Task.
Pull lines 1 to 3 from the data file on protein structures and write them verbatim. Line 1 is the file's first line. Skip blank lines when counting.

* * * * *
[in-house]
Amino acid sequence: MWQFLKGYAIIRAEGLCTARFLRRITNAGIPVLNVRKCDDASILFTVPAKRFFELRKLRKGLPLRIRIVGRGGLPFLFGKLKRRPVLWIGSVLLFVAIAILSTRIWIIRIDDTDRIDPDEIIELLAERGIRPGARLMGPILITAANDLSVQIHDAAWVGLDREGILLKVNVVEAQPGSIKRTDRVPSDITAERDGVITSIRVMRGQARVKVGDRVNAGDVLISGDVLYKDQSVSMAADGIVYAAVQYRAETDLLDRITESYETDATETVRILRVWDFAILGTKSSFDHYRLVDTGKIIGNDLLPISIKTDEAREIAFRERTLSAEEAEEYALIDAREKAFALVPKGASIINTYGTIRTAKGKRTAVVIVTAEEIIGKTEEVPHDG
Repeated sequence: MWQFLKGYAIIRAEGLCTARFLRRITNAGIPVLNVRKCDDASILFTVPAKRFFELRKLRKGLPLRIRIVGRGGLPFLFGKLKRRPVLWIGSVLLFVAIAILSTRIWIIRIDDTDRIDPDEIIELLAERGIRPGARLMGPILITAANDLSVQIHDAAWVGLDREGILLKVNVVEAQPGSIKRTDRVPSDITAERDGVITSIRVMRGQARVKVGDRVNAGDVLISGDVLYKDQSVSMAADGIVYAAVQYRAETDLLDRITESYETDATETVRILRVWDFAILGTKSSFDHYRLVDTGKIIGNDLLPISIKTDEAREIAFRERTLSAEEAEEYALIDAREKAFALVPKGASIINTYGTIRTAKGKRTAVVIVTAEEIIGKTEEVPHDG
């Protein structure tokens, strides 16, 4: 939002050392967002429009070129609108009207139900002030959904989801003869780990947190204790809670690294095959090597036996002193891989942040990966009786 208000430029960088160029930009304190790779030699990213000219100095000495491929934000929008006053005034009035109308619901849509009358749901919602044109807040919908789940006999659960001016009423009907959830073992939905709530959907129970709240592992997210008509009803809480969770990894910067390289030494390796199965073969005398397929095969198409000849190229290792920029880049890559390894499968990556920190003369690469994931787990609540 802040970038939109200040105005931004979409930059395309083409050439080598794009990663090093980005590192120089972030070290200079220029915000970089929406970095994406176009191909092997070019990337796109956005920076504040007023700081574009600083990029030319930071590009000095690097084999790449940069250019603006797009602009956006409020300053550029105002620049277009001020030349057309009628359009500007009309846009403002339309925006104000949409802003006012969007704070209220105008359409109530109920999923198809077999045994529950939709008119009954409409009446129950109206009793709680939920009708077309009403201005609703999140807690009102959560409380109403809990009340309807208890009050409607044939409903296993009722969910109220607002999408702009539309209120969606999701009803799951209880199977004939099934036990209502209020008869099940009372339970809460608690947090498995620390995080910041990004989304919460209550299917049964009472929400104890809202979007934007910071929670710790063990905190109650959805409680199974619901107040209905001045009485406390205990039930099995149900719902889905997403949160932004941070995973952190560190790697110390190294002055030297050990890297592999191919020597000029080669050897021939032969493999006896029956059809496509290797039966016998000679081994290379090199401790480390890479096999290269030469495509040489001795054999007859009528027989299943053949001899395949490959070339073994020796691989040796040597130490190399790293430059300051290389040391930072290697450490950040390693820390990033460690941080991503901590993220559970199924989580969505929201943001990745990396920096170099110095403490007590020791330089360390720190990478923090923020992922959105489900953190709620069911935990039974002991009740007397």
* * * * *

[in-house]
Amino acid sequence: MWQFLKGYAIIRAEGLCTARFLRRITNAGIPVLNVRKCDDASILFTVPAKRFFELRKLRKGLPLRIRIVGRGGLPFLFGKLKRRPVLWIGSVLLFVAIAILSTRIWIIRIDDTDRIDPDEIIELLAERGIRPGARLMGPILITAANDLSVQIHDAAWVGLDREGILLKVNVVEAQPGSIKRTDRVPSDITAERDGVITSIRVMRGQARVKVGDRVNAGDVLISGDVLYKDQSVSMAADGIVYAAVQYRAETDLLDRITESYETDATETVRILRVWDFAILGTKSSFDHYRLVDTGKIIGNDLLPISIKTDEAREIAFRERTLSAEEAEEYALIDAREKAFALVPKGASIINTYGTIRTAKGKRTAVVIVTAEEIIGKTEEVPHDG
Repeated sequence: MWQFLKGYAIIRAEGLCTARFLRRITNAGIPVLNVRKCDDASILFTVPAKRFFELRKLRKGLPLRIRIVGRGGLPFLFGKLKRRPVLWIGSVLLFVAIAILSTRIWIIRIDDTDRIDPDEIIELLAERGIRPGARLMGPILITAANDLSVQIHDAAWVGLDREGILLKVNVVEAQPGSIKRTDRVPSDITAERDGVITSIRVMRGQARVKVGDRVNAGDVLISGDVLYKDQSVSMAADGIVYAAVQYRAETDLLDRITESYETDATETVRILRVWDFAILGTKSSFDHYRLVDTGKIIGNDLLPISIKTDEAREIAFRERTLSAEEAEEYALIDAREKAFALVPKGASIINTYGTIRTAKGKRTAVVIVTAEEIIGKTEEVPHDG